Dedicated to those songs that I can't stop playing, humming, or thinking about; the 4+ minutes you fall head-over-heels in love with. Past instances have included The Ramones' "Indian Giver," R.E.M.'s "Me In Honey," and David Bowie's "Starman."
I love the Hives to a level which most of my friends find surprising. My love of their music probably stems from how much I want to believe in the band's self-created myth. I'm not talking about the myth around their claims that some faceless dude named Randy Fitzsimmons writes all their songs for them. I'm talking about the "We're The Greatest Thing With Guitars and Ten Legs" myth these Swedes seem to ooze with every strut, strum and sweat drip. It's foolish, overreaching and hilarious, bringing joy to my day and fueling my desire to write a Hives-starring rock'n'roll time travel movie. Here's a band whose lead singer's performance seems designed to make people assume he's ripping off Mick Jagger. And if anyone ever mentioned that his moves were done by Jagger first, I'm positive that Howlin' Pelle would respond with something like, "But I do it better."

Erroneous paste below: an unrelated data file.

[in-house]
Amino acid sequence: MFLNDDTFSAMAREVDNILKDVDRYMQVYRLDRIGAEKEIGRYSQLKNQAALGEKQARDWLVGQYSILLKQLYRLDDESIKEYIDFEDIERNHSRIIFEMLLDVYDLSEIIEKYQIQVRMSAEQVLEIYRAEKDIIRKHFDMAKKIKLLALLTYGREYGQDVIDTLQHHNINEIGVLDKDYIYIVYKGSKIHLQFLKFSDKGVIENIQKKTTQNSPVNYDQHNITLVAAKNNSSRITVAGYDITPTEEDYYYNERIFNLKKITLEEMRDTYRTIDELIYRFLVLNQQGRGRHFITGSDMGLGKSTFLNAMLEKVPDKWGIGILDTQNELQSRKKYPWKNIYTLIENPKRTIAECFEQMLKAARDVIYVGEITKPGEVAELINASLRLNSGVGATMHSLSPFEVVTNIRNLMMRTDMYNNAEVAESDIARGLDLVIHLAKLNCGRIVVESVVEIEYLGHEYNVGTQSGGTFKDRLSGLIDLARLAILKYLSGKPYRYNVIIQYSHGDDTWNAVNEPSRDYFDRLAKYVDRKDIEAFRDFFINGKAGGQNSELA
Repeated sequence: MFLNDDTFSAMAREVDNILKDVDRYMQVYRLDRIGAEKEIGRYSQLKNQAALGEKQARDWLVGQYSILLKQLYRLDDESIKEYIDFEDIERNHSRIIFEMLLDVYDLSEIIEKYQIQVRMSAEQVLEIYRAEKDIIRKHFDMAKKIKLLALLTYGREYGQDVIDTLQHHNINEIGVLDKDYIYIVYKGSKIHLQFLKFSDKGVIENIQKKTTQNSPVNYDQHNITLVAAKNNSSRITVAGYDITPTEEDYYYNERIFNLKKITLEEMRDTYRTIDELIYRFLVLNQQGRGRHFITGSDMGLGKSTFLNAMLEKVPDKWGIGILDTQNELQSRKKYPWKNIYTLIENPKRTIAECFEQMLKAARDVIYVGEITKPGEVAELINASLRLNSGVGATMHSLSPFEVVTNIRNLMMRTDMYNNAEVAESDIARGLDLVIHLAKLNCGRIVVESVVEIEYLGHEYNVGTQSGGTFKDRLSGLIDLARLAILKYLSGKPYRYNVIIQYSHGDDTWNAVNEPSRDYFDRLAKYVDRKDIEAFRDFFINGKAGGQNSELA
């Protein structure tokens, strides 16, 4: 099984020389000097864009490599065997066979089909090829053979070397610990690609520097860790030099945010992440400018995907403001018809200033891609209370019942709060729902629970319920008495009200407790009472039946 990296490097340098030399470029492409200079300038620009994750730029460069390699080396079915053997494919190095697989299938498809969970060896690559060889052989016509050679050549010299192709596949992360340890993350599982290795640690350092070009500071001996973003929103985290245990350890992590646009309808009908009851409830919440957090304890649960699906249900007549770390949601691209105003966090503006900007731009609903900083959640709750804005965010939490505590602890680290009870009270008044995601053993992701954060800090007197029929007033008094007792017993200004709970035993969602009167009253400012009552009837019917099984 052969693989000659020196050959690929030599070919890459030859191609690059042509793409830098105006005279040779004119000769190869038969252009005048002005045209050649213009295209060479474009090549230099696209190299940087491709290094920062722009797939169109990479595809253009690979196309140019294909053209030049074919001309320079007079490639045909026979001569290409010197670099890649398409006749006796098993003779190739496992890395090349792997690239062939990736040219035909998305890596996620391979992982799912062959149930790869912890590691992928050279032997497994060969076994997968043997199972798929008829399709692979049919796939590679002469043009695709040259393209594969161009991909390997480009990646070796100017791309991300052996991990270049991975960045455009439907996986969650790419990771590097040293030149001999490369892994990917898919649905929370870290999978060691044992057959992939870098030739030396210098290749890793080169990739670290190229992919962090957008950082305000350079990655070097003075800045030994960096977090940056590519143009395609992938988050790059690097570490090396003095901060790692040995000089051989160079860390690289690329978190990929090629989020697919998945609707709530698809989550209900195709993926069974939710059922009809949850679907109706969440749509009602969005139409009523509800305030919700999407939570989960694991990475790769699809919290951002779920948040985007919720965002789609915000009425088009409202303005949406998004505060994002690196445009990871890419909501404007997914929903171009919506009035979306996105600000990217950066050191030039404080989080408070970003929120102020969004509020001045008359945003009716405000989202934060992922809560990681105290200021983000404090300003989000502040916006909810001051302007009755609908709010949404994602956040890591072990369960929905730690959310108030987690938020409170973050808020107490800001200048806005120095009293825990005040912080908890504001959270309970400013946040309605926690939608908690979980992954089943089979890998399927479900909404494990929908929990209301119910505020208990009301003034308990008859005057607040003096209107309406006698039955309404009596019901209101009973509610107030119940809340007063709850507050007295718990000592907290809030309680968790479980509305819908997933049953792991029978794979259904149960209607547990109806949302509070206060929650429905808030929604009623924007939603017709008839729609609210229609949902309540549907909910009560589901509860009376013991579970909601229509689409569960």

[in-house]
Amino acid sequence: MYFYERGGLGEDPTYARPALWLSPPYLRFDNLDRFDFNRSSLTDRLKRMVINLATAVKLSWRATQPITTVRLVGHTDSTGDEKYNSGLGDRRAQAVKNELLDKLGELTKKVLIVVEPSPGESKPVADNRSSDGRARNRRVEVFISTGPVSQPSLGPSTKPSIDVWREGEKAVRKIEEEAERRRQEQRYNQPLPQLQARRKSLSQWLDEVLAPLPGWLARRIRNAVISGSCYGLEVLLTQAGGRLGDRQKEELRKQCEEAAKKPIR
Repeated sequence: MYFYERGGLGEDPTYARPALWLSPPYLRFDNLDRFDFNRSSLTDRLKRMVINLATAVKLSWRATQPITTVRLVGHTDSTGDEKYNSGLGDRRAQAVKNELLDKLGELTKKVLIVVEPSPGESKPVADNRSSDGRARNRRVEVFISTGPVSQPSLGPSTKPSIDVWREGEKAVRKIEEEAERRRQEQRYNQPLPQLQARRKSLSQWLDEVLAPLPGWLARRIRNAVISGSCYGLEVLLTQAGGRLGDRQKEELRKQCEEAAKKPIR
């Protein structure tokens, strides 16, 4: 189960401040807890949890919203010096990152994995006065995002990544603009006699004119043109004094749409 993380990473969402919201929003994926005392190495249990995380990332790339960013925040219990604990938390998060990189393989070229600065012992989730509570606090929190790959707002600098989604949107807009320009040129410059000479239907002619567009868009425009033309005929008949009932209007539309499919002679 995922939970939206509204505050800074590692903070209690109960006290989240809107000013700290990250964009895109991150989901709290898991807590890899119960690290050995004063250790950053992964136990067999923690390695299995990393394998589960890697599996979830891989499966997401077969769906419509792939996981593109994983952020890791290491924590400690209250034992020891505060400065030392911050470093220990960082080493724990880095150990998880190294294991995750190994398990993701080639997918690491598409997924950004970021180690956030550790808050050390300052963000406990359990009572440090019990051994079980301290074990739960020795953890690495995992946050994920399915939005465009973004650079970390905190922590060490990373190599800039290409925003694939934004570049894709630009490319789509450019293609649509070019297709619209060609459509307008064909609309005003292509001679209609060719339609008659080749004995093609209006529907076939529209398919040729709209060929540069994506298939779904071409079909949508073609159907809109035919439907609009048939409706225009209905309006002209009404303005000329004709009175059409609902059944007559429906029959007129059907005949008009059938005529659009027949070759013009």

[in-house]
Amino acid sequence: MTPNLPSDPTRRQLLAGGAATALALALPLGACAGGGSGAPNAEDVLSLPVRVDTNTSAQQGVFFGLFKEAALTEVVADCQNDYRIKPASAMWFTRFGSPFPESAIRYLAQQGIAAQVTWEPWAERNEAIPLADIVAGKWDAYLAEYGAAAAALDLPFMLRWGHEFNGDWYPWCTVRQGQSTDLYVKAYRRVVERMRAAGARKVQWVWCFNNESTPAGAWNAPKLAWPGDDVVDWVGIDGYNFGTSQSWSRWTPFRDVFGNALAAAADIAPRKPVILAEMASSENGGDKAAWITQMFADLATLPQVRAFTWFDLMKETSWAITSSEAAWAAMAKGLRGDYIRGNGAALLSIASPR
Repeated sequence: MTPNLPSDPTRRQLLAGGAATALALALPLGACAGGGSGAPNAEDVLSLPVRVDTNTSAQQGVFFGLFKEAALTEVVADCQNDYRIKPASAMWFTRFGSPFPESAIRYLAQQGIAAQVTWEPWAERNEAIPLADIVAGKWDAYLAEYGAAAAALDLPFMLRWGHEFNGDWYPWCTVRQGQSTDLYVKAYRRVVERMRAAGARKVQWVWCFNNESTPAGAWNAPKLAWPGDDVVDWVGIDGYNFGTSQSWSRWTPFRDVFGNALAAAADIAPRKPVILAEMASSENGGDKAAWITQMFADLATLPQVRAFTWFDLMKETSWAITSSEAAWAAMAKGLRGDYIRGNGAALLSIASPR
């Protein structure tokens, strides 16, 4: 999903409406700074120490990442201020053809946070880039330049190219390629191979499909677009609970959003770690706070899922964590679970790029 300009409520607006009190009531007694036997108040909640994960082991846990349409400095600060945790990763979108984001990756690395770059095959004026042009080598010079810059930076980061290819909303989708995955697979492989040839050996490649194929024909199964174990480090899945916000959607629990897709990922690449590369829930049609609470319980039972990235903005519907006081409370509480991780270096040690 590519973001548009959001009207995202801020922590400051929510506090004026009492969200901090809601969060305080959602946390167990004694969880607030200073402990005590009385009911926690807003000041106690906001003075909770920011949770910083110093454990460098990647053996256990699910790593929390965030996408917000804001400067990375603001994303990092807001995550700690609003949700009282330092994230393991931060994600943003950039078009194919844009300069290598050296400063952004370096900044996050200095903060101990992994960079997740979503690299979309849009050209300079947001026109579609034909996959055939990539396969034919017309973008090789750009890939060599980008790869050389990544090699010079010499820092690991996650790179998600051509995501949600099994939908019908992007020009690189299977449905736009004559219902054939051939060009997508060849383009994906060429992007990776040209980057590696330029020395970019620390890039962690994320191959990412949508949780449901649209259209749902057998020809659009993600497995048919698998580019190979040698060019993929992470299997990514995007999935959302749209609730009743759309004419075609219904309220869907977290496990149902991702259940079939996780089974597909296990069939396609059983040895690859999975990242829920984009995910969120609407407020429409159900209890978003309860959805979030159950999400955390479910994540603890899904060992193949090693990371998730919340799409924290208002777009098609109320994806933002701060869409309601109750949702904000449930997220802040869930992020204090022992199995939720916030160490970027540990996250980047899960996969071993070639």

Or at least, I HOPE that he would respond that way. I'm the kind of person who needs rock stars to act like rock stars. I appreciate musicianship and song writing and instrumentation and experimentation as much as the next person, but those institutions dwell in a strictly cerebral world, and that's not where my musical heart lives. My musical heart wants to believe in the fiction more than anything else. It's an escapist technique, but it's gotten me this far.